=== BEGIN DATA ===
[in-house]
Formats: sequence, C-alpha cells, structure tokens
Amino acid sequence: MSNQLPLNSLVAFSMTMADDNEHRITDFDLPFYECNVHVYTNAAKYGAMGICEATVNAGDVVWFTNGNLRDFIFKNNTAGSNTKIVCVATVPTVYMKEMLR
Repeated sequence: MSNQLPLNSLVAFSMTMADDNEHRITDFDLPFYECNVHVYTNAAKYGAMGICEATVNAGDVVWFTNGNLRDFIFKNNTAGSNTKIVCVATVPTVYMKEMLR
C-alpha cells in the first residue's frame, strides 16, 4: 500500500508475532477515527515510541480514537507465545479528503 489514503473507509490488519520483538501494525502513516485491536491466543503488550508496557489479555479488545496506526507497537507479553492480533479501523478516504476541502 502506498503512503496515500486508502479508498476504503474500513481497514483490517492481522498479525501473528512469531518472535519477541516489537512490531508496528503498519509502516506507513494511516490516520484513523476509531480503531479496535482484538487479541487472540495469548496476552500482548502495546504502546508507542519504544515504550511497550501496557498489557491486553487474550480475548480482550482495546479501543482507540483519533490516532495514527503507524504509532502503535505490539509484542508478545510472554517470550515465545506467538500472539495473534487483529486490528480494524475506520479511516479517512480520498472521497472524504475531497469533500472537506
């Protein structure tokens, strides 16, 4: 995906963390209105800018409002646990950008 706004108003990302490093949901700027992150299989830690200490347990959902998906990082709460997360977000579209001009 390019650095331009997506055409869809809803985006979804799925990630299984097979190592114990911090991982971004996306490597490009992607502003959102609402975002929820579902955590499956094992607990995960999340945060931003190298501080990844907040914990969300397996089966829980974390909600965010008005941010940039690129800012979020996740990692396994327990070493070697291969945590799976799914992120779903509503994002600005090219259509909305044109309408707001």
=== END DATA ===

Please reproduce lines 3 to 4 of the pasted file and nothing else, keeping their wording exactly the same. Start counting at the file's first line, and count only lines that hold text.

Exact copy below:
Amino acid sequence: MSNQLPLNSLVAFSMTMADDNEHRITDFDLPFYECNVHVYTNAAKYGAMGICEATVNAGDVVWFTNGNLRDFIFKNNTAGSNTKIVCVATVPTVYMKEMLR
Repeated sequence: MSNQLPLNSLVAFSMTMADDNEHRITDFDLPFYECNVHVYTNAAKYGAMGICEATVNAGDVVWFTNGNLRDFIFKNNTAGSNTKIVCVATVPTVYMKEMLR